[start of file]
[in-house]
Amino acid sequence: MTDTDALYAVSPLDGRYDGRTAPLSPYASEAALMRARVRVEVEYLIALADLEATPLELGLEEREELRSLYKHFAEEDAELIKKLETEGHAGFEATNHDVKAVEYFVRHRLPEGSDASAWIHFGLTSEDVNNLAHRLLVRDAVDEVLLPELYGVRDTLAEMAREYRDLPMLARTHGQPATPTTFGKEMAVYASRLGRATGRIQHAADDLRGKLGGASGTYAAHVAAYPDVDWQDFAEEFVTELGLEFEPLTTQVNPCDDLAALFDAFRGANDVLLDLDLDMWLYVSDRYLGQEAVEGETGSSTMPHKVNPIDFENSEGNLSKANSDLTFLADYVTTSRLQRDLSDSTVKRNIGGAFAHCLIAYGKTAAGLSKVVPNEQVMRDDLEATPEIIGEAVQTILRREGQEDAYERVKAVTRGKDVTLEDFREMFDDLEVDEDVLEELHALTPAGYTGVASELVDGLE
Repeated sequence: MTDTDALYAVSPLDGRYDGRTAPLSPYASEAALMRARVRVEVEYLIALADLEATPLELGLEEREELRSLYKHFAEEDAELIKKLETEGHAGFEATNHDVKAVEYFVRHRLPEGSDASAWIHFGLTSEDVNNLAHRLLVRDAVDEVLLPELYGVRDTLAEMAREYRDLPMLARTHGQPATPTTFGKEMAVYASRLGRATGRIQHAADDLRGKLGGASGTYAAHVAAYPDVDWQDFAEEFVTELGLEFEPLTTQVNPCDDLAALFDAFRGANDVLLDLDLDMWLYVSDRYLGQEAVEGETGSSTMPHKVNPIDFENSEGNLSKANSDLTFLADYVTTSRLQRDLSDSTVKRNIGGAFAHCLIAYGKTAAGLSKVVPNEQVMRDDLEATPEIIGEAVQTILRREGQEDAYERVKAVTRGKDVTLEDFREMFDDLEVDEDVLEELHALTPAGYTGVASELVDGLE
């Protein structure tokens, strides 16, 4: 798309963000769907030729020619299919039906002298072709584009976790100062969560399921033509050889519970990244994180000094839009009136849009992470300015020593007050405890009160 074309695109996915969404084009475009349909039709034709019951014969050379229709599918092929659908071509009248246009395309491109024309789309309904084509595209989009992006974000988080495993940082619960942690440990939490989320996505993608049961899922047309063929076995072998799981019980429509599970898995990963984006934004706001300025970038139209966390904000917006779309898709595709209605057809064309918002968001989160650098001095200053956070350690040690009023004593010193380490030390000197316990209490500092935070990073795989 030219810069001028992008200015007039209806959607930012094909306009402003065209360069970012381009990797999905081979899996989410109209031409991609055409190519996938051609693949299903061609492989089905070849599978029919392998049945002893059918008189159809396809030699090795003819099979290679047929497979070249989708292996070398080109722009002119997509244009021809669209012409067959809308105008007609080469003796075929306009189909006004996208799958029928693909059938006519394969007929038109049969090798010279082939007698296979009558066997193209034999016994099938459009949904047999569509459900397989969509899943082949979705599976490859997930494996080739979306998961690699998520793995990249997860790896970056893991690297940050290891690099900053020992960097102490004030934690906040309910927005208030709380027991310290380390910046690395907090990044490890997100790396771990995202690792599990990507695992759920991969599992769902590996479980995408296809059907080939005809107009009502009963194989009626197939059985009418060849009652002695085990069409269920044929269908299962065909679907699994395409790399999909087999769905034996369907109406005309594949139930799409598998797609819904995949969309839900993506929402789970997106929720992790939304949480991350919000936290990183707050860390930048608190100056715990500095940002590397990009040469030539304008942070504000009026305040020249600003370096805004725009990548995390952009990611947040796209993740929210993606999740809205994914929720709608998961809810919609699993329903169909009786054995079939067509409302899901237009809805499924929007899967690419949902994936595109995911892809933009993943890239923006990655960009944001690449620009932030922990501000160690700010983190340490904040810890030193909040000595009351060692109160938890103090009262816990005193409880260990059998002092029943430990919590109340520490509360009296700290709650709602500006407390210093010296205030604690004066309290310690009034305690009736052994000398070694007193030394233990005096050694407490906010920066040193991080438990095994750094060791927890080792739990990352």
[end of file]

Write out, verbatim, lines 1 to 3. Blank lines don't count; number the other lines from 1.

[in-house]
Amino acid sequence: MTDTDALYAVSPLDGRYDGRTAPLSPYASEAALMRARVRVEVEYLIALADLEATPLELGLEEREELRSLYKHFAEEDAELIKKLETEGHAGFEATNHDVKAVEYFVRHRLPEGSDASAWIHFGLTSEDVNNLAHRLLVRDAVDEVLLPELYGVRDTLAEMAREYRDLPMLARTHGQPATPTTFGKEMAVYASRLGRATGRIQHAADDLRGKLGGASGTYAAHVAAYPDVDWQDFAEEFVTELGLEFEPLTTQVNPCDDLAALFDAFRGANDVLLDLDLDMWLYVSDRYLGQEAVEGETGSSTMPHKVNPIDFENSEGNLSKANSDLTFLADYVTTSRLQRDLSDSTVKRNIGGAFAHCLIAYGKTAAGLSKVVPNEQVMRDDLEATPEIIGEAVQTILRREGQEDAYERVKAVTRGKDVTLEDFREMFDDLEVDEDVLEELHALTPAGYTGVASELVDGLE
Repeated sequence: MTDTDALYAVSPLDGRYDGRTAPLSPYASEAALMRARVRVEVEYLIALADLEATPLELGLEEREELRSLYKHFAEEDAELIKKLETEGHAGFEATNHDVKAVEYFVRHRLPEGSDASAWIHFGLTSEDVNNLAHRLLVRDAVDEVLLPELYGVRDTLAEMAREYRDLPMLARTHGQPATPTTFGKEMAVYASRLGRATGRIQHAADDLRGKLGGASGTYAAHVAAYPDVDWQDFAEEFVTELGLEFEPLTTQVNPCDDLAALFDAFRGANDVLLDLDLDMWLYVSDRYLGQEAVEGETGSSTMPHKVNPIDFENSEGNLSKANSDLTFLADYVTTSRLQRDLSDSTVKRNIGGAFAHCLIAYGKTAAGLSKVVPNEQVMRDDLEATPEIIGEAVQTILRREGQEDAYERVKAVTRGKDVTLEDFREMFDDLEVDEDVLEELHALTPAGYTGVASELVDGLE